ot long after

TOM presented himself before Aunt Polly, who was sitting by an
open window in a pleasant rearward apartment, which was bedroom,
breakfast-room, dining-room, and library, combined. The balmy summer
air, the restful quiet, the odor of the flowers, and the drowsing
murmur of the bees had had their effect, and she was nodding over her
knitting–for she had no company but the cat, and it was asleep in her
lap. Her spectacles were propped up on her gray head for safety. She had
thought that of course Tom had deserted long ago, and she wondered at
seeing him place himself in her power again in this intrepid way. He
said: “Mayn’t I go and play now, aunt?”

“What, a’ready? How much have you done?”

“It’s all done, aunt.”

“Tom, don’t lie to me–I can’t bear it.”

“I ain’t, aunt; it _is_ all done.”

Aunt Polly placed small trust in such evidence. She went out to see for
herself; and she would have been content to find twenty per cent. of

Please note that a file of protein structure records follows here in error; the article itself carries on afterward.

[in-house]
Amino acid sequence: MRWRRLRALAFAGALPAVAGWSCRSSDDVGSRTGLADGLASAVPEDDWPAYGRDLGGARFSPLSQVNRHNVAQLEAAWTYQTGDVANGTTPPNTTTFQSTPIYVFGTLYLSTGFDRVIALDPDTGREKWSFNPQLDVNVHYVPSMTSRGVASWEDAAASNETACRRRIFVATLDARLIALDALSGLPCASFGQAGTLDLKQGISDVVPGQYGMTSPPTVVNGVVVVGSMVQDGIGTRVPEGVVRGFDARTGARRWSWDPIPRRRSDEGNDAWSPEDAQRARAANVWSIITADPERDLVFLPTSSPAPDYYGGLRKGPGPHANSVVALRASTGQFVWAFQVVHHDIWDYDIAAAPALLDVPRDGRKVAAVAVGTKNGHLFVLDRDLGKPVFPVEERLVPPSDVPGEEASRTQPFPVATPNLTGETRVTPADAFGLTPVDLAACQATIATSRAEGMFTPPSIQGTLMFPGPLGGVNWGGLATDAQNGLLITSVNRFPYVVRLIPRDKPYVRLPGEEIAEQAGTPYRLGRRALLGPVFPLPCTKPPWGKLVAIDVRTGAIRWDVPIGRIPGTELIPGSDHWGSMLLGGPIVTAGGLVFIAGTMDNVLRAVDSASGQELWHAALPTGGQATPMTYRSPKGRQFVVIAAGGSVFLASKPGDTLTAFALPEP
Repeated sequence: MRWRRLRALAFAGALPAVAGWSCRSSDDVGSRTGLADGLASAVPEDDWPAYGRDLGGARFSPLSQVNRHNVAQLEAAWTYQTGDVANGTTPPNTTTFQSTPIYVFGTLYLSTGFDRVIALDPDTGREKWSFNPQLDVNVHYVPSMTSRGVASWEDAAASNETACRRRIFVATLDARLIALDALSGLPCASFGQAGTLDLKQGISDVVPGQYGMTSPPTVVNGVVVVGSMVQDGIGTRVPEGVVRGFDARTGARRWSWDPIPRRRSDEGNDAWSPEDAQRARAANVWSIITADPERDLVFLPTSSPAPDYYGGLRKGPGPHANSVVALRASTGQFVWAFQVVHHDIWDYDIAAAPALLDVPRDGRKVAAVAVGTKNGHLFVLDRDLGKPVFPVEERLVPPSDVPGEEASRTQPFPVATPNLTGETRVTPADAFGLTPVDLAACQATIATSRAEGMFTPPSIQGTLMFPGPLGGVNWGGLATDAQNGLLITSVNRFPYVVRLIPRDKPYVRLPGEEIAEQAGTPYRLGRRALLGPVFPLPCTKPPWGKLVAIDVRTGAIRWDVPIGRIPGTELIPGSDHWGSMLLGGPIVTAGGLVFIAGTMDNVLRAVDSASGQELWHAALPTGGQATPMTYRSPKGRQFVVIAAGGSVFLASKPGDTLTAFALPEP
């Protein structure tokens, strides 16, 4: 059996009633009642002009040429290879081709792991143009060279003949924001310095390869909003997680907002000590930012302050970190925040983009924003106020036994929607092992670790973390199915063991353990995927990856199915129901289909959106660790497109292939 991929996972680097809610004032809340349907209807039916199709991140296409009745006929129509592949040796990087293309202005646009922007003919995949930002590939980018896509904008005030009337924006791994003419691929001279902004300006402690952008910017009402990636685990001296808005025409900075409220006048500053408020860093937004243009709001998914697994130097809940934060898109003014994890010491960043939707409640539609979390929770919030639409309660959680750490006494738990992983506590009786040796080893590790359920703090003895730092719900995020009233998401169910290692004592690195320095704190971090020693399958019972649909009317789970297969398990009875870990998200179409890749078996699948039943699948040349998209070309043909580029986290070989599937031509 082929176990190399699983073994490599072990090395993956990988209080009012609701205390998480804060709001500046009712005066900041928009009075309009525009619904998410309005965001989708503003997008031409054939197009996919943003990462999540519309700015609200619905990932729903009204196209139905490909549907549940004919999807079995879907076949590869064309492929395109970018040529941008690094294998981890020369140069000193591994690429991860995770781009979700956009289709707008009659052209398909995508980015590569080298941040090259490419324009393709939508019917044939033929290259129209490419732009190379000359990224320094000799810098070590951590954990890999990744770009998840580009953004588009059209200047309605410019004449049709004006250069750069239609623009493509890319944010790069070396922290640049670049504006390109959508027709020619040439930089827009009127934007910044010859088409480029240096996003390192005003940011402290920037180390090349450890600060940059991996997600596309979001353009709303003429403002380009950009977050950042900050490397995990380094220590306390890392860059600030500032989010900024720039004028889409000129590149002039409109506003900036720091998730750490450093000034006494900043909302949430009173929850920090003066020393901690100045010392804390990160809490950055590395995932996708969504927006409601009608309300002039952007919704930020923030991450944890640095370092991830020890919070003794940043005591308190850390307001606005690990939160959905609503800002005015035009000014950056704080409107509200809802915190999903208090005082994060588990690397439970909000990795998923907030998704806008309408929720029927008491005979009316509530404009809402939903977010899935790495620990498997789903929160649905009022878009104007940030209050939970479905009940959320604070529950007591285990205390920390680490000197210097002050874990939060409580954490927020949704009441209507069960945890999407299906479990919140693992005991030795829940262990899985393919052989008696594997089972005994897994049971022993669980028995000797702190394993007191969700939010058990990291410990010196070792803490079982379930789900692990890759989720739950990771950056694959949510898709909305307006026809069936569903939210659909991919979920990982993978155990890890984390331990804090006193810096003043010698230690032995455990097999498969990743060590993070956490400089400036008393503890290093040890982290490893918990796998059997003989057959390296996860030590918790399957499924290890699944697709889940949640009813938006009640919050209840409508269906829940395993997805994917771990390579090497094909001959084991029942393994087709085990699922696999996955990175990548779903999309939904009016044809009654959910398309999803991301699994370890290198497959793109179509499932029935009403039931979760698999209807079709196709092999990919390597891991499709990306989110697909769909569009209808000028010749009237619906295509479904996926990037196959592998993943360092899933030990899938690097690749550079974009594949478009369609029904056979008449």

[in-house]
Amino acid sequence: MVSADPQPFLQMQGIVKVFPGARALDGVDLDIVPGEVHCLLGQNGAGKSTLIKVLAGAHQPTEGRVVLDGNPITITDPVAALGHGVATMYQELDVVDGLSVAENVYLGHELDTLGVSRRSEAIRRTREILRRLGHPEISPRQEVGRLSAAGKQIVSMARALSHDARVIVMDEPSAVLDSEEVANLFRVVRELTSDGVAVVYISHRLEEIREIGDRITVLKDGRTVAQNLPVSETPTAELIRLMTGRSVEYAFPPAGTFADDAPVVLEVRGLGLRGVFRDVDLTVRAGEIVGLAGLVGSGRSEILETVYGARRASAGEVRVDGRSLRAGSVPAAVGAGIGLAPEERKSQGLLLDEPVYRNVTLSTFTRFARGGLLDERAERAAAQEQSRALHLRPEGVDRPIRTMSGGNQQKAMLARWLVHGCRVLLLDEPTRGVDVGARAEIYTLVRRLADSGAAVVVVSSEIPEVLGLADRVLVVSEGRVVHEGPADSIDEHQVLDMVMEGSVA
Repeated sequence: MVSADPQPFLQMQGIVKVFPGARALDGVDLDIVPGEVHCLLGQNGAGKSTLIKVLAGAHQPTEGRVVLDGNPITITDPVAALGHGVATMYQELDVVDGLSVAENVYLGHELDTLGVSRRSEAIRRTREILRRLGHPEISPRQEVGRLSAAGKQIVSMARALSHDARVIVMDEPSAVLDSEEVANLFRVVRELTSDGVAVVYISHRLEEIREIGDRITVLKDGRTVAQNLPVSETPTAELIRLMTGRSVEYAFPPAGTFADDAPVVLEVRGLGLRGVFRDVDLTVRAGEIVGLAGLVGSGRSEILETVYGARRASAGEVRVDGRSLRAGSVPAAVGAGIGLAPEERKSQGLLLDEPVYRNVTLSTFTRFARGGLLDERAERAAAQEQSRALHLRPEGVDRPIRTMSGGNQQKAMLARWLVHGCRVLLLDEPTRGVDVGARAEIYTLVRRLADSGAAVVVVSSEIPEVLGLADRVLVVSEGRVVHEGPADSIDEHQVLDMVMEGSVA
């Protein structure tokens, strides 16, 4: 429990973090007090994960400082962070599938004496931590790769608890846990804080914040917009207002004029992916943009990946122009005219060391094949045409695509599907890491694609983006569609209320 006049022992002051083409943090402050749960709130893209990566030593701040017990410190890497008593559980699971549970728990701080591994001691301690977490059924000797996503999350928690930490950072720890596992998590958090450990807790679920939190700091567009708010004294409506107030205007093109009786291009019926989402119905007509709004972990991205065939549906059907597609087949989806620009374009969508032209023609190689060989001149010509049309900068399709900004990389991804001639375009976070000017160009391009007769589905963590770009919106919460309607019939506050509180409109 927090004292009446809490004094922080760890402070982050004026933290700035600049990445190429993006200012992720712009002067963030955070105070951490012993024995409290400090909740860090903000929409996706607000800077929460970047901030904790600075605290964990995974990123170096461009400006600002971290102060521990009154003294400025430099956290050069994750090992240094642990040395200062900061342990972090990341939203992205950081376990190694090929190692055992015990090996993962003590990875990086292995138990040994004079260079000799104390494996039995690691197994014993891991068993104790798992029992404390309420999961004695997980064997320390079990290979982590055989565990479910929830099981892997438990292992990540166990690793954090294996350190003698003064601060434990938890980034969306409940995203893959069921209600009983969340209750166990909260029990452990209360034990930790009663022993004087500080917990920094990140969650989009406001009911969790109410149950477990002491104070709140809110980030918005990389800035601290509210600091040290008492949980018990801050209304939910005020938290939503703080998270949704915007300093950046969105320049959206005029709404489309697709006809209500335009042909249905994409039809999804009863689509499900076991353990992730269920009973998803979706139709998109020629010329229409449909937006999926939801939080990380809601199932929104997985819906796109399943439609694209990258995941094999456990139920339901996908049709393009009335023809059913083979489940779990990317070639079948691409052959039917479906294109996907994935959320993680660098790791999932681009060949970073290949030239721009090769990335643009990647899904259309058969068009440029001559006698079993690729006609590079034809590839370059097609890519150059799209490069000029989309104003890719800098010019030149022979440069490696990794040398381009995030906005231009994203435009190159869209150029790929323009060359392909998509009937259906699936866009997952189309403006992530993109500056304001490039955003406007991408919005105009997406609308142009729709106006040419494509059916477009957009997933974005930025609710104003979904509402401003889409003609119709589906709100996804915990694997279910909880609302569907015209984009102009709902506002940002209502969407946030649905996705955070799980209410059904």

Tom’s statement true. When she found the entire fence white-washed, and
not only whitewashed but elaborately coated and recoated, and even a
streak added to the ground, her astonishment was almost unspeakable. She

“Well, I never! There’s no getting round it, you can work when you’re a
mind to, Tom.” And then she diluted the compliment by adding, “But it’s
powerful seldom you’re a mind to, I’m bound to say. Well, go ‘long and
play; but mind you get back some time in a week, or I’ll tan you.”

She was so overcome by the splendor of his achievement that she took
him into the closet and selected a choice apple and delivered it to him,
along with an improving lecture upon the added value and flavor a treat
took to itself when it came without sin through virtuous effort.